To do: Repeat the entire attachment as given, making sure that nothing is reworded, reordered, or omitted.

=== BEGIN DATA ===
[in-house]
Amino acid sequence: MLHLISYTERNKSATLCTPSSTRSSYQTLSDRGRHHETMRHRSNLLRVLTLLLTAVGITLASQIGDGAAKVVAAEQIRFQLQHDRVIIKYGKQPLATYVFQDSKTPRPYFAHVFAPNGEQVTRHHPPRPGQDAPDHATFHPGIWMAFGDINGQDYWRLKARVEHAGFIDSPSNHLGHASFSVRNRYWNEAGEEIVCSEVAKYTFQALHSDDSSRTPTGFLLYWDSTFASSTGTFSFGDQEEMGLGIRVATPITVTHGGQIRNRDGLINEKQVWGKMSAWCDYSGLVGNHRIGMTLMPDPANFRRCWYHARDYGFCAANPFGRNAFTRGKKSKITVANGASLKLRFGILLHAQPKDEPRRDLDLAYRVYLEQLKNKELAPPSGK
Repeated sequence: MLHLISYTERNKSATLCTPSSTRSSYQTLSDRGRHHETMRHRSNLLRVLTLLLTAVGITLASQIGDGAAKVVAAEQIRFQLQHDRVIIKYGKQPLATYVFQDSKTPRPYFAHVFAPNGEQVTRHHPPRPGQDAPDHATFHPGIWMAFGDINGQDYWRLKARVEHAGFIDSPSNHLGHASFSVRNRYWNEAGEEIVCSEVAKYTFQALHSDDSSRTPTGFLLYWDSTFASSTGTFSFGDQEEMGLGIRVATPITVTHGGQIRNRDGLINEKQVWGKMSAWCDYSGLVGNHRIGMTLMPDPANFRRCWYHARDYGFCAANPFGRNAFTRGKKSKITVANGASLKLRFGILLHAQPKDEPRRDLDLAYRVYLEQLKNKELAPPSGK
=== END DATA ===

[in-house]
Amino acid sequence: MLHLISYTERNKSATLCTPSSTRSSYQTLSDRGRHHETMRHRSNLLRVLTLLLTAVGITLASQIGDGAAKVVAAEQIRFQLQHDRVIIKYGKQPLATYVFQDSKTPRPYFAHVFAPNGEQVTRHHPPRPGQDAPDHATFHPGIWMAFGDINGQDYWRLKARVEHAGFIDSPSNHLGHASFSVRNRYWNEAGEEIVCSEVAKYTFQALHSDDSSRTPTGFLLYWDSTFASSTGTFSFGDQEEMGLGIRVATPITVTHGGQIRNRDGLINEKQVWGKMSAWCDYSGLVGNHRIGMTLMPDPANFRRCWYHARDYGFCAANPFGRNAFTRGKKSKITVANGASLKLRFGILLHAQPKDEPRRDLDLAYRVYLEQLKNKELAPPSGK
Repeated sequence: MLHLISYTERNKSATLCTPSSTRSSYQTLSDRGRHHETMRHRSNLLRVLTLLLTAVGITLASQIGDGAAKVVAAEQIRFQLQHDRVIIKYGKQPLATYVFQDSKTPRPYFAHVFAPNGEQVTRHHPPRPGQDAPDHATFHPGIWMAFGDINGQDYWRLKARVEHAGFIDSPSNHLGHASFSVRNRYWNEAGEEIVCSEVAKYTFQALHSDDSSRTPTGFLLYWDSTFASSTGTFSFGDQEEMGLGIRVATPITVTHGGQIRNRDGLINEKQVWGKMSAWCDYSGLVGNHRIGMTLMPDPANFRRCWYHARDYGFCAANPFGRNAFTRGKKSKITVANGASLKLRFGILLHAQPKDEPRRDLDLAYRVYLEQLKNKELAPPSGK